Why Use RAID 0 Array

RAID 0 is a misnomer, as the set of two or more disks in the array have no redundancy. The data is striped across the set of disk drives, at a block level, which allows for a volume whose size can be much larger than the capacity of a single hard disk drive. From the viewpoint of RAID data recovery, this can cause issues, so it is important that a backup strategy is in place.

The use of RAID 0 is most useful in an environment where very fast read and write access times are required, particularly for intensive sequential file access. This requirement needs to be weighed against the need for data security, and backup plans put in place should another RAID scheme not provide suitable data transfer rates.

The Need For Speed

Apart from the increased volume capacity, the main selling point for RAID 0 is that, by spreading the data in stripes across an array of disk drives, there will be an inherent increase in the underlying data transfer speed possible.

The seek times for a hard disk are a major factor in determining the speed at which data can be read or written from and to a drive. By increasing the number of disks available, and striping it across the drives, it becomes less of a factor, as the data buffers for each drive will be full for less time.

There Is No In-Built Redundancy

As already mentioned, the big downside of using a RAID 0 architecture, is the lack of any redundancy. The failure of a single drive will result in a failure of the entire RAID array, with data recovery the only solution available, unless that data can be restored from another source.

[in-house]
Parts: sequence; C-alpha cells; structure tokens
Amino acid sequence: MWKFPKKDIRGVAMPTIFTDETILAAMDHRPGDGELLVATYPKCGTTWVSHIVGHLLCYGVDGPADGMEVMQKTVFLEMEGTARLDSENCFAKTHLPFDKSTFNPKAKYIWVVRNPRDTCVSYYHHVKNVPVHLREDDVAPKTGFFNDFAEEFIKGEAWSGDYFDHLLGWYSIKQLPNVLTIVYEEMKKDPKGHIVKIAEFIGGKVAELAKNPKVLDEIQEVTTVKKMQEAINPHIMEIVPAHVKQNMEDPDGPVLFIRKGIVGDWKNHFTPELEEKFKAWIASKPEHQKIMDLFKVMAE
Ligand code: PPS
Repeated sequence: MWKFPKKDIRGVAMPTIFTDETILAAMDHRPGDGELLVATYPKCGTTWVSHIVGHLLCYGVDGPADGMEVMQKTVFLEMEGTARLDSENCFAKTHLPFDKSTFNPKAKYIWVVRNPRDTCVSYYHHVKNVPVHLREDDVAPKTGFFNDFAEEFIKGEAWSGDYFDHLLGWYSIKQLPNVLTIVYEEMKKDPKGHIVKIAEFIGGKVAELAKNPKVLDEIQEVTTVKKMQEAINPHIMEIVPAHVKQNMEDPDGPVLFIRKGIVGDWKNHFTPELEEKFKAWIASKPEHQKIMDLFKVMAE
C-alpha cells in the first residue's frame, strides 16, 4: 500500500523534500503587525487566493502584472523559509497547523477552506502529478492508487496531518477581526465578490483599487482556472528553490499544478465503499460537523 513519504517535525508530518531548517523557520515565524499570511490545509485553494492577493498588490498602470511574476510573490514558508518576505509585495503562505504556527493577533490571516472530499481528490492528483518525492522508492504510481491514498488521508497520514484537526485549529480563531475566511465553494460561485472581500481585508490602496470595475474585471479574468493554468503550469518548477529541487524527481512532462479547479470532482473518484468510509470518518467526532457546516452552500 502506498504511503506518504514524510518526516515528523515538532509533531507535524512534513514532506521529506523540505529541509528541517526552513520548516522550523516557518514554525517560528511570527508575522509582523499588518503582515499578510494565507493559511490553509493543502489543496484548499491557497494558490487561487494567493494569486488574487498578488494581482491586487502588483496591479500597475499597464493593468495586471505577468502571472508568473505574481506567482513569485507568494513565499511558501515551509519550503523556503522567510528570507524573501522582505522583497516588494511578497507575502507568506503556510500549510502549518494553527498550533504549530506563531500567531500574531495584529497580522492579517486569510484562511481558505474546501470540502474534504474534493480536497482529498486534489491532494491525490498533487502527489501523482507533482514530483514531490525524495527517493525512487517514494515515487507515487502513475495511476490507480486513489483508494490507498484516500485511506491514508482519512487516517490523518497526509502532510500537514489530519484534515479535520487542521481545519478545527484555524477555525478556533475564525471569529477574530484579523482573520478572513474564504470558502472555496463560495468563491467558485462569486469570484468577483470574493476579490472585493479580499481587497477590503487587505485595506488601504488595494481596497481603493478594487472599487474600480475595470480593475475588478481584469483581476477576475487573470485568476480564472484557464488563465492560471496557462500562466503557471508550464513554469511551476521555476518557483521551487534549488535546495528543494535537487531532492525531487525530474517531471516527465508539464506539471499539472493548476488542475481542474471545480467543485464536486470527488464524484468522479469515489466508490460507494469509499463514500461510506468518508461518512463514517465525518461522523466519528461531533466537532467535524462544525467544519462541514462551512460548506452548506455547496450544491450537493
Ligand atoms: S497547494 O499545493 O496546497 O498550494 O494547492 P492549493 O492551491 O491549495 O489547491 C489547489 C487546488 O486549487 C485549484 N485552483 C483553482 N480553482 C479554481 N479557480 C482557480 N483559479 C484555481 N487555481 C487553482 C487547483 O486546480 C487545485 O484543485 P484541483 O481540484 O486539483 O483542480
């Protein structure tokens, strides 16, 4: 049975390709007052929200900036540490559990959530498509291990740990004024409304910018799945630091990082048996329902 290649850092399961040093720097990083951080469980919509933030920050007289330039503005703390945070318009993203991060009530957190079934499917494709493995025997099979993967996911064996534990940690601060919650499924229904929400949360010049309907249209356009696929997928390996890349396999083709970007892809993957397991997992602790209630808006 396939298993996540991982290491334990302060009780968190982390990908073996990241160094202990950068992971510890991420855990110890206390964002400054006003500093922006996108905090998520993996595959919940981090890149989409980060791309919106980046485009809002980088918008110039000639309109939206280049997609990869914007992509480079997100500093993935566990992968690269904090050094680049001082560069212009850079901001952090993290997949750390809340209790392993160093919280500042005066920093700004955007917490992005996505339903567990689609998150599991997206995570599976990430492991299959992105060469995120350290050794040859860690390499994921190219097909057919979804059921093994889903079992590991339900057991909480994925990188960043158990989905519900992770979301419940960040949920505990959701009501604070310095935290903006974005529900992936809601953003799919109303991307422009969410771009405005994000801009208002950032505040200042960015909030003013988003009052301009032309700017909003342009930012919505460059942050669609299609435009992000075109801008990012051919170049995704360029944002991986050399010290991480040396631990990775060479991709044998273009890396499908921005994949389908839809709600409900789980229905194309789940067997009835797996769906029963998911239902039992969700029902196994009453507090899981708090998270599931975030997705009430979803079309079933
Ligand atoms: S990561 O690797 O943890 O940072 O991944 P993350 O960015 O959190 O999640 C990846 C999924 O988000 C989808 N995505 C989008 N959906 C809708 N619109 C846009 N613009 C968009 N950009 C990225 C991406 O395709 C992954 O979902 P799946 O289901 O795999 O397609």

RAID 0 Data Recovery

When a RAID 0 array fails, it is almost always due to the failure of at least one drive, and depending on the extent of that failure, it can have catastrophic results. Another factor which is of great concern, even if the failed drive is recoverable, is that most RAID 0 arrays are built from disks purchased from a single supplier and the same batch. They operate in the same environment, so once one of the drives fails the likelihood of another failure within 24 hours is high.

It is therefore important, to seek help from a professional data recovery service, to minimise the risk of the failure being compounded through improper procedures. The raw data from all the drives should be secured before any further data recovery procedures are undertaken. Failure to do so, would be negligent, and could result in a situation where the only available option was a data trawl, which would only recover small files, without their original file names.

A data trawl may also be the only option if one drive completely fails and is unrecoverable, so it is important that immediate action is taken after the failure of a RAID 0 data volume.

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